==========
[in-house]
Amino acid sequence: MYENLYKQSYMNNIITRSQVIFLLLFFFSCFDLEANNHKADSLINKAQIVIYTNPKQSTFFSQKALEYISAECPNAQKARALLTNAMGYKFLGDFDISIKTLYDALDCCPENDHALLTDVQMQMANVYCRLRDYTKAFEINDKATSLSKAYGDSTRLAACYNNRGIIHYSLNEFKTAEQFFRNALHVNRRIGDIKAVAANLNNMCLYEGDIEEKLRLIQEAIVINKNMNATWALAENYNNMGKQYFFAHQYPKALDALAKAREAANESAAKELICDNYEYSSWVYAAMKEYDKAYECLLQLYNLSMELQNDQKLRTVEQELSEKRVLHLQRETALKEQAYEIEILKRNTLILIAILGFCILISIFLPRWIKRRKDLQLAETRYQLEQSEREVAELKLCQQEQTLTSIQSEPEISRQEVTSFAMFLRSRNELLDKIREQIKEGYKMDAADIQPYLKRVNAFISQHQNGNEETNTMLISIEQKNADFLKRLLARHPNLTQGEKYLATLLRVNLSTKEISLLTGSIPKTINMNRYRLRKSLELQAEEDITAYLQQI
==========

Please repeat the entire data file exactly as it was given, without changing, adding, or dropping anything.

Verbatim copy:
[in-house]
Amino acid sequence: MYENLYKQSYMNNIITRSQVIFLLLFFFSCFDLEANNHKADSLINKAQIVIYTNPKQSTFFSQKALEYISAECPNAQKARALLTNAMGYKFLGDFDISIKTLYDALDCCPENDHALLTDVQMQMANVYCRLRDYTKAFEINDKATSLSKAYGDSTRLAACYNNRGIIHYSLNEFKTAEQFFRNALHVNRRIGDIKAVAANLNNMCLYEGDIEEKLRLIQEAIVINKNMNATWALAENYNNMGKQYFFAHQYPKALDALAKAREAANESAAKELICDNYEYSSWVYAAMKEYDKAYECLLQLYNLSMELQNDQKLRTVEQELSEKRVLHLQRETALKEQAYEIEILKRNTLILIAILGFCILISIFLPRWIKRRKDLQLAETRYQLEQSEREVAELKLCQQEQTLTSIQSEPEISRQEVTSFAMFLRSRNELLDKIREQIKEGYKMDAADIQPYLKRVNAFISQHQNGNEETNTMLISIEQKNADFLKRLLARHPNLTQGEKYLATLLRVNLSTKEISLLTGSIPKTINMNRYRLRKSLELQAEEDITAYLQQI